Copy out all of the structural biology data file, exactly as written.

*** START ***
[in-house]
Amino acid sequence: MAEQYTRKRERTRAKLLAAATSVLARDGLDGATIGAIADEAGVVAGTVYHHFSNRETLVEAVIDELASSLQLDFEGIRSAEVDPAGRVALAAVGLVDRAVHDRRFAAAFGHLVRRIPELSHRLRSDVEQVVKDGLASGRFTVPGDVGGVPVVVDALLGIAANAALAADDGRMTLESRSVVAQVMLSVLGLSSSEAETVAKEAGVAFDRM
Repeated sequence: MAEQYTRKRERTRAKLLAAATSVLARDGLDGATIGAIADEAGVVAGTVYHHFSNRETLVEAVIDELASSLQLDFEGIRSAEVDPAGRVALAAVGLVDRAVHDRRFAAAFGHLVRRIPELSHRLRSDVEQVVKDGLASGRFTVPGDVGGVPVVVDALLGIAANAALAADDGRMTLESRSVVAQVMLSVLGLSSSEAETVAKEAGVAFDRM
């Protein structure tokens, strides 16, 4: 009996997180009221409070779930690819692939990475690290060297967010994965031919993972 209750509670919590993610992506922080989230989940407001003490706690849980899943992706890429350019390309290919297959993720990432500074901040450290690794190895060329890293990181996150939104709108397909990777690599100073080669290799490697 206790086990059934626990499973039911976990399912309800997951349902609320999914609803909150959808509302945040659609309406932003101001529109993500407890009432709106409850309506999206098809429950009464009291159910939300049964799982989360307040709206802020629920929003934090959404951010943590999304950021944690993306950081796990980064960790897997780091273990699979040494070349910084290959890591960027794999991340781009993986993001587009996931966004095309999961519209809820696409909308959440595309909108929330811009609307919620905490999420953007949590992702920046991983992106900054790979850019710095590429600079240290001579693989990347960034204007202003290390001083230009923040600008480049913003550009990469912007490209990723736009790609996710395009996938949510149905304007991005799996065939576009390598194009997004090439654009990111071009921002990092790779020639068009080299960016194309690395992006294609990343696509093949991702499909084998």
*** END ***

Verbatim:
[in-house]
Amino acid sequence: MAEQYTRKRERTRAKLLAAATSVLARDGLDGATIGAIADEAGVVAGTVYHHFSNRETLVEAVIDELASSLQLDFEGIRSAEVDPAGRVALAAVGLVDRAVHDRRFAAAFGHLVRRIPELSHRLRSDVEQVVKDGLASGRFTVPGDVGGVPVVVDALLGIAANAALAADDGRMTLESRSVVAQVMLSVLGLSSSEAETVAKEAGVAFDRM
Repeated sequence: MAEQYTRKRERTRAKLLAAATSVLARDGLDGATIGAIADEAGVVAGTVYHHFSNRETLVEAVIDELASSLQLDFEGIRSAEVDPAGRVALAAVGLVDRAVHDRRFAAAFGHLVRRIPELSHRLRSDVEQVVKDGLASGRFTVPGDVGGVPVVVDALLGIAANAALAADDGRMTLESRSVVAQVMLSVLGLSSSEAETVAKEAGVAFDRM
């Protein structure tokens, strides 16, 4: 009996997180009221409070779930690819692939990475690290060297967010994965031919993972 209750509670919590993610992506922080989230989940407001003490706690849980899943992706890429350019390309290919297959993720990432500074901040450290690794190895060329890293990181996150939104709108397909990777690599100073080669290799490697 206790086990059934626990499973039911976990399912309800997951349902609320999914609803909150959808509302945040659609309406932003101001529109993500407890009432709106409850309506999206098809429950009464009291159910939300049964799982989360307040709206802020629920929003934090959404951010943590999304950021944690993306950081796990980064960790897997780091273990699979040494070349910084290959890591960027794999991340781009993986993001587009996931966004095309999961519209809820696409909308959440595309909108929330811009609307919620905490999420953007949590992702920046991983992106900054790979850019710095590429600079240290001579693989990347960034204007202003290390001083230009923040600008480049913003550009990469912007490209990723736009790609996710395009996938949510149905304007991005799996065939576009390598194009997004090439654009990111071009921002990092790779020639068009080299960016194309690395992006294609990343696509093949991702499909084998």